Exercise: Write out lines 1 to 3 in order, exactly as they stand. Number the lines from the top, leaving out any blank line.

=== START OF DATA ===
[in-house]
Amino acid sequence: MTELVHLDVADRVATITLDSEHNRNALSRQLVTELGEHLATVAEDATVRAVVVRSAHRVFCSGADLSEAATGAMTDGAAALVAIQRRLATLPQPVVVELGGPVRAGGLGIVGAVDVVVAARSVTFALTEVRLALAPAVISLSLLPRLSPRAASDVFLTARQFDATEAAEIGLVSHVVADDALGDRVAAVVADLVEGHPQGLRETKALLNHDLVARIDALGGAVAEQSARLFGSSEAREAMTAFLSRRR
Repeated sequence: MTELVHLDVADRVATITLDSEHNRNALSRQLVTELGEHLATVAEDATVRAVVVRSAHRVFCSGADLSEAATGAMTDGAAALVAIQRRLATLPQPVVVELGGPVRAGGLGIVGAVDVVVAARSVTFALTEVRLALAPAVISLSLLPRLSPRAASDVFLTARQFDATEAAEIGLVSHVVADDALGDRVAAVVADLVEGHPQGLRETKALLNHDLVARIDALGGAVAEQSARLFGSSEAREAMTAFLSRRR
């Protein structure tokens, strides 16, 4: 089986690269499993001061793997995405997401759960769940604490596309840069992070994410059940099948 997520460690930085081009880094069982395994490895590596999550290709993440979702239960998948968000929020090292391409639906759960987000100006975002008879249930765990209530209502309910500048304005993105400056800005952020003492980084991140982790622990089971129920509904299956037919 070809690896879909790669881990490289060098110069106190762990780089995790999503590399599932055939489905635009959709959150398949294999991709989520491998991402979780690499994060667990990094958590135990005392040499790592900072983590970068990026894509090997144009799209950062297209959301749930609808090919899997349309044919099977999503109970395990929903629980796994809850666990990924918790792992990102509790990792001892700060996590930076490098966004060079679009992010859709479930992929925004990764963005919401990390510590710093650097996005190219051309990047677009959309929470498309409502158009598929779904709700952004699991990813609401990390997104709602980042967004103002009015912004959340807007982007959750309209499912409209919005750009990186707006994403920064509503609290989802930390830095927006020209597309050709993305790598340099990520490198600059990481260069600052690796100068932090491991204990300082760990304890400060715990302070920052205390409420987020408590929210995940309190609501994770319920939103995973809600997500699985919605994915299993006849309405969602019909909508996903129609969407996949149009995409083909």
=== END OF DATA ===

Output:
[in-house]
Amino acid sequence: MTELVHLDVADRVATITLDSEHNRNALSRQLVTELGEHLATVAEDATVRAVVVRSAHRVFCSGADLSEAATGAMTDGAAALVAIQRRLATLPQPVVVELGGPVRAGGLGIVGAVDVVVAARSVTFALTEVRLALAPAVISLSLLPRLSPRAASDVFLTARQFDATEAAEIGLVSHVVADDALGDRVAAVVADLVEGHPQGLRETKALLNHDLVARIDALGGAVAEQSARLFGSSEAREAMTAFLSRRR
Repeated sequence: MTELVHLDVADRVATITLDSEHNRNALSRQLVTELGEHLATVAEDATVRAVVVRSAHRVFCSGADLSEAATGAMTDGAAALVAIQRRLATLPQPVVVELGGPVRAGGLGIVGAVDVVVAARSVTFALTEVRLALAPAVISLSLLPRLSPRAASDVFLTARQFDATEAAEIGLVSHVVADDALGDRVAAVVADLVEGHPQGLRETKALLNHDLVARIDALGGAVAEQSARLFGSSEAREAMTAFLSRRR